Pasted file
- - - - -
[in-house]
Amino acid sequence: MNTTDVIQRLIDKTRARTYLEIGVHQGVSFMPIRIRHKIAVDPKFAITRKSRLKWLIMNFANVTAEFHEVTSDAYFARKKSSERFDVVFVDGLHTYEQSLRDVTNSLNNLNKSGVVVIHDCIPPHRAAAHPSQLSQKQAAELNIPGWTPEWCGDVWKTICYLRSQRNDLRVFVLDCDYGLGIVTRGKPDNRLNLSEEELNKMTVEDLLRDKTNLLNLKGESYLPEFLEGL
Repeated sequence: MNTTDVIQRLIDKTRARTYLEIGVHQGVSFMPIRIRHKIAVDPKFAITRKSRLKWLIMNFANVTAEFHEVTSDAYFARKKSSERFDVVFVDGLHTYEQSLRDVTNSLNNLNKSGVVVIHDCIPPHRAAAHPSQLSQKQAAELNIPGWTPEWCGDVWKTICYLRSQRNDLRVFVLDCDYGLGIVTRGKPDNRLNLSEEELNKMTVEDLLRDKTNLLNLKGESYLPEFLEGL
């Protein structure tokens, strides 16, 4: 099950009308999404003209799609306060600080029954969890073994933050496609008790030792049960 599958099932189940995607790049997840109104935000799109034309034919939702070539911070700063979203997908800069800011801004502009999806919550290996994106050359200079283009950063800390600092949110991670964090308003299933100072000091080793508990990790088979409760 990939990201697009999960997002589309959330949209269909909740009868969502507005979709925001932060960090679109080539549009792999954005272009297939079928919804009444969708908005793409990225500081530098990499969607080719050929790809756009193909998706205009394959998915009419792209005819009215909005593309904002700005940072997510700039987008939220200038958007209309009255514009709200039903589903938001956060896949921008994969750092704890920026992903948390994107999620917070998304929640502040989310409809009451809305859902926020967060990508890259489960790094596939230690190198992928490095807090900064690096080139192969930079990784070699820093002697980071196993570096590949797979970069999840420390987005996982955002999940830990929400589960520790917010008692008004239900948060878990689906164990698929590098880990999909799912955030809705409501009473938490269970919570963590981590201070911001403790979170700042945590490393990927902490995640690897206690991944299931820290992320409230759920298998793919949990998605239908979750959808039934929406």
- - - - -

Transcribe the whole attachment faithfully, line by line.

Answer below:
[in-house]
Amino acid sequence: MNTTDVIQRLIDKTRARTYLEIGVHQGVSFMPIRIRHKIAVDPKFAITRKSRLKWLIMNFANVTAEFHEVTSDAYFARKKSSERFDVVFVDGLHTYEQSLRDVTNSLNNLNKSGVVVIHDCIPPHRAAAHPSQLSQKQAAELNIPGWTPEWCGDVWKTICYLRSQRNDLRVFVLDCDYGLGIVTRGKPDNRLNLSEEELNKMTVEDLLRDKTNLLNLKGESYLPEFLEGL
Repeated sequence: MNTTDVIQRLIDKTRARTYLEIGVHQGVSFMPIRIRHKIAVDPKFAITRKSRLKWLIMNFANVTAEFHEVTSDAYFARKKSSERFDVVFVDGLHTYEQSLRDVTNSLNNLNKSGVVVIHDCIPPHRAAAHPSQLSQKQAAELNIPGWTPEWCGDVWKTICYLRSQRNDLRVFVLDCDYGLGIVTRGKPDNRLNLSEEELNKMTVEDLLRDKTNLLNLKGESYLPEFLEGL
């Protein structure tokens, strides 16, 4: 099950009308999404003209799609306060600080029954969890073994933050496609008790030792049960 599958099932189940995607790049997840109104935000799109034309034919939702070539911070700063979203997908800069800011801004502009999806919550290996994106050359200079283009950063800390600092949110991670964090308003299933100072000091080793508990990790088979409760 990939990201697009999960997002589309959330949209269909909740009868969502507005979709925001932060960090679109080539549009792999954005272009297939079928919804009444969708908005793409990225500081530098990499969607080719050929790809756009193909998706205009394959998915009419792209005819009215909005593309904002700005940072997510700039987008939220200038958007209309009255514009709200039903589903938001956060896949921008994969750092704890920026992903948390994107999620917070998304929640502040989310409809009451809305859902926020967060990508890259489960790094596939230690190198992928490095807090900064690096080139192969930079990784070699820093002697980071196993570096590949797979970069999840420390987005996982955002999940830990929400589960520790917010008692008004239900948060878990689906164990698929590098880990999909799912955030809705409501009473938490269970919570963590981590201070911001403790979170700042945590490393990927902490995640690897206690991944299931820290992320409230759920298998793919949990998605239908979750959808039934929406």